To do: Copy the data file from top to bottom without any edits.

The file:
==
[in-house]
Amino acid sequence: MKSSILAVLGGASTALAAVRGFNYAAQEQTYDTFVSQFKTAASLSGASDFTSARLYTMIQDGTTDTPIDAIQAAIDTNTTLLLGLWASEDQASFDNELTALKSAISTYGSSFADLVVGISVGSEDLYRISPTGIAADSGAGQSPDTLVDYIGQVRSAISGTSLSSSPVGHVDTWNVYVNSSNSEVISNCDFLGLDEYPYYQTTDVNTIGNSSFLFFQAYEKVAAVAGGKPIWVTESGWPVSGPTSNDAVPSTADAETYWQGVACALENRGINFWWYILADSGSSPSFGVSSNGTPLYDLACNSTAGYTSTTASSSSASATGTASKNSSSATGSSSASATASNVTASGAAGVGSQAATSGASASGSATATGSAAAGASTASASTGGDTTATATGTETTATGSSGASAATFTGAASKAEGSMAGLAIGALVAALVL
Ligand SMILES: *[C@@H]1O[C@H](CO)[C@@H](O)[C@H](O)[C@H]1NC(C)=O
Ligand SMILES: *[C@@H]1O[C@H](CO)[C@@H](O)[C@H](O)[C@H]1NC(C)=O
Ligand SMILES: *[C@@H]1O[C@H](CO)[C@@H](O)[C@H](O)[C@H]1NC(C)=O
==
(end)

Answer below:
[in-house]
Amino acid sequence: MKSSILAVLGGASTALAAVRGFNYAAQEQTYDTFVSQFKTAASLSGASDFTSARLYTMIQDGTTDTPIDAIQAAIDTNTTLLLGLWASEDQASFDNELTALKSAISTYGSSFADLVVGISVGSEDLYRISPTGIAADSGAGQSPDTLVDYIGQVRSAISGTSLSSSPVGHVDTWNVYVNSSNSEVISNCDFLGLDEYPYYQTTDVNTIGNSSFLFFQAYEKVAAVAGGKPIWVTESGWPVSGPTSNDAVPSTADAETYWQGVACALENRGINFWWYILADSGSSPSFGVSSNGTPLYDLACNSTAGYTSTTASSSSASATGTASKNSSSATGSSSASATASNVTASGAAGVGSQAATSGASASGSATATGSAAAGASTASASTGGDTTATATGTETTATGSSGASAATFTGAASKAEGSMAGLAIGALVAALVL
Ligand SMILES: *[C@@H]1O[C@H](CO)[C@@H](O)[C@H](O)[C@H]1NC(C)=O
Ligand SMILES: *[C@@H]1O[C@H](CO)[C@@H](O)[C@H](O)[C@H]1NC(C)=O
Ligand SMILES: *[C@@H]1O[C@H](CO)[C@@H](O)[C@H](O)[C@H]1NC(C)=O